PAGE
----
We live in a time of incredible scientific breakthroughs.
In this post, let’s take a look at the most interesting recent health findings.
Eli Lilly releases cheaper insulin.
A victory to diabetes patients everywhere, pharmaceutical company Eli Lilly announced that it will release a lower-cost version of its insulin product Humalog®. The lower-cost version of insulin will sell at 50% of the cost of Humalog®.
This news should come as a great boon for Americans. It’s well-known how expensive pharmaceutical drugs are in the United States. Due to the expense, some Americans are even looking abroad to find affordable versions of their medication, such as through licensed international and Canadian pharmacies online.
To fill the need for cheaper medication, Eli Lilly will release Insulin Lispro (the lower-cost version of Humalog®) in vial and pen form. A single vial will cost $137.35 while a five-pack of KwikPens will cost $265.20.
Click here for the original press release.
Second patient in history is tested free of HIV thanks to stem cell treatment.
In an exciting new breakthrough, an HIV-positive patient has been tested free of the virus for 16 months following a bone marrow transplant. The transplanted tissue was from a donor with two copies of a CCR5 gene mutation. This mutation, possessed by about 1% of people of European descent, gives those who have two copies of it resistance to HIV.
However, it’s too soon to say that this patient has been “cured.” Additionally, bone marrow transplants aren’t a practical way to treat HIV in most patients. This particular patient was also suffering from chemotherapy-resistant blood cancer, so they required the transplant anyway. For most people, such a procedure would be too invasive to warrant the risk of a transplant. Instead, most patients respond well to antiretroviral drugs, a far less risky treatment.
Still, this is the second time such a procedure has proved successful. It may prove promising to future medical research into treating HIV, the virus responsible for AIDS.
This study was published in the journal Nature and summarized on the journal’s website.
We get less emotionally sensitive as we get older.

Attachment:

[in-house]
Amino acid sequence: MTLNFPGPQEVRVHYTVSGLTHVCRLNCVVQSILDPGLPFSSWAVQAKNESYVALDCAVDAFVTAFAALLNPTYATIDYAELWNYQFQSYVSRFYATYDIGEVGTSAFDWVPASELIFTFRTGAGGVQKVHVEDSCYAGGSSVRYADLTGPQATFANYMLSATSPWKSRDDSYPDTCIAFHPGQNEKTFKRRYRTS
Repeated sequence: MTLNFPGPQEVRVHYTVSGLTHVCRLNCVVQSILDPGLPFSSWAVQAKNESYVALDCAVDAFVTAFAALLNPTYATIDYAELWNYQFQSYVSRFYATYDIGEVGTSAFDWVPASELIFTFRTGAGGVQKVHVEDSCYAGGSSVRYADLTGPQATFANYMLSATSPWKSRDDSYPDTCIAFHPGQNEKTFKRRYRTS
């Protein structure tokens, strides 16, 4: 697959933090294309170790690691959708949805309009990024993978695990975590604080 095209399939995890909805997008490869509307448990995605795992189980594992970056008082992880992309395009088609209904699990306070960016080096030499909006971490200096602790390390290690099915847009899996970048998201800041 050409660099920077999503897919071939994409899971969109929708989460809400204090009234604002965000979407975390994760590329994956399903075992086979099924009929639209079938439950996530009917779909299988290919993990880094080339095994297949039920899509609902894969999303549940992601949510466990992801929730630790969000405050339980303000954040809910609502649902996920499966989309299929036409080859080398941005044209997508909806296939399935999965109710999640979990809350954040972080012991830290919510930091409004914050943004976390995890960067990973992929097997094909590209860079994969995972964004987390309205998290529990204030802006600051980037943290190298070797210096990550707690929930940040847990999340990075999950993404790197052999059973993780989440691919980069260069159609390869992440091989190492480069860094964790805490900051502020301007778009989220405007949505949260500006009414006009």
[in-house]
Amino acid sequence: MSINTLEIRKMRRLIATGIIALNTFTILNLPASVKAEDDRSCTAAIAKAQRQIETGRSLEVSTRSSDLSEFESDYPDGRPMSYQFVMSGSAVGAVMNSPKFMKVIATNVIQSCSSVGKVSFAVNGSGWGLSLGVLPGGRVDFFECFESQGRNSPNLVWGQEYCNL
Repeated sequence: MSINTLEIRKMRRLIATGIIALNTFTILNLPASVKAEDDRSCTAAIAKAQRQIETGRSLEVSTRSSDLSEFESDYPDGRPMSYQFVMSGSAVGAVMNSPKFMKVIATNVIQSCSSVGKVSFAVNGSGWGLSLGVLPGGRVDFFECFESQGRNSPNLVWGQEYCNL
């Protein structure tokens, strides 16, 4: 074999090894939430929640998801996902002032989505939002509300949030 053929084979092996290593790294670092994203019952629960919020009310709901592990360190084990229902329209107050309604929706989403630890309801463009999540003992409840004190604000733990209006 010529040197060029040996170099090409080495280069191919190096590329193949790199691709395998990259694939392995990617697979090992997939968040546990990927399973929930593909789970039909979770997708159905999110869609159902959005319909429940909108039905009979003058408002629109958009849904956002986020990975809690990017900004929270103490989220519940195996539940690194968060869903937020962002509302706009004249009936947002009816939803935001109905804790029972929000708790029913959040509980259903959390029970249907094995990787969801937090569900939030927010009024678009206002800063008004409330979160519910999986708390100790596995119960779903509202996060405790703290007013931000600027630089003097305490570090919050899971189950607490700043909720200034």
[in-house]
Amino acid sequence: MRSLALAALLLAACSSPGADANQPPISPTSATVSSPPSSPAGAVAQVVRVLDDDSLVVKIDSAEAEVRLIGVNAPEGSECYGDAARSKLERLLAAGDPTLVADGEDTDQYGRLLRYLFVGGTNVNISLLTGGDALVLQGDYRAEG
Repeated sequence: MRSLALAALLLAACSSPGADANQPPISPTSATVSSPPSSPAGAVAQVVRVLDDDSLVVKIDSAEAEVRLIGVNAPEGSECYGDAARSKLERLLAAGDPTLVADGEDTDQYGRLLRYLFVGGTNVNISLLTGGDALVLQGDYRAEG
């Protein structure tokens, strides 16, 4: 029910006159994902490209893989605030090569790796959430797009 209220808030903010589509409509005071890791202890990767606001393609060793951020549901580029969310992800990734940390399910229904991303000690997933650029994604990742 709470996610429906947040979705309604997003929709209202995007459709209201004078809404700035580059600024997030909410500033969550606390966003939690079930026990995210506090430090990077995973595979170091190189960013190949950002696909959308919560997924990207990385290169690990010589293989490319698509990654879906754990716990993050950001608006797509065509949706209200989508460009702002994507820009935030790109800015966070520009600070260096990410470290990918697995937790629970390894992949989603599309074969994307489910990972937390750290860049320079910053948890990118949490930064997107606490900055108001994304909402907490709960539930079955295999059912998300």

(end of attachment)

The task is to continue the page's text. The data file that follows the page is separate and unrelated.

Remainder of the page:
Ever wonder why your teenager is so moody all the time while your baby boomer-aged grandparent seems infinitely relaxed? Science may have just unearthed a clue.
A study published in Journal of Experimental Psychology: General found that during adolescence, our ability to sense anger and fear in others’ faces increases dramatically. As we become older adults, this sensitivity to negative facial expressions decreases. However, our sensitivity to happiness in others’ faces remains the same.
In other words, we get less sensitive to other people’s disapproval. Maybe this is why people have reported feeling the most life satisfaction at age 23 and 69.
You can find the abstract to the original study here.
More muscle mass may mean higher cancer treatment success.
A recent study conducted at Osaka University and published in Scientific Reports found a strong association between sarcopenia and the effectiveness of programmed death inhibitors (PD-1), an anti-cancer drug.
Sarcopenia is the degradation of muscle mass, a condition that can happen to cancer patients. The scientists researched the impact sarcopenia had on patients with advanced non-small cell lung cancer, and they found that those with sarcopenia had significantly less successful reactions to PD-1 inhibitor treatment.
Brain region of young adults at risk of drug addiction is markedly different from that of young adults with lower risk.
This study, conducted by researchers at the University of Cambridge and Aarhus University, further supports the progressive claim that drug addiction is not merely a case of weak character. Rather, addiction is strongly associated with innate biological factors.
Impulsivity in young adulthood is strongly associated with the risk of drug addiction. In this study, researchers found another strong association: increased impulsivity in young adults and low levels of myelin in a brain region called the putamen.
Myelin is a sheath that protects a nerve cell’s axis, maximizing nerve conduction efficiency much like the plastic coating of an electrical wire. The putamen is a part of the brain that is a key component of addiction, as it sends dopamine signals that impact impulsivity.
Further research is needed to see if decreased myelination is a reliable predictor of addiction risk. Find a link to the original study here.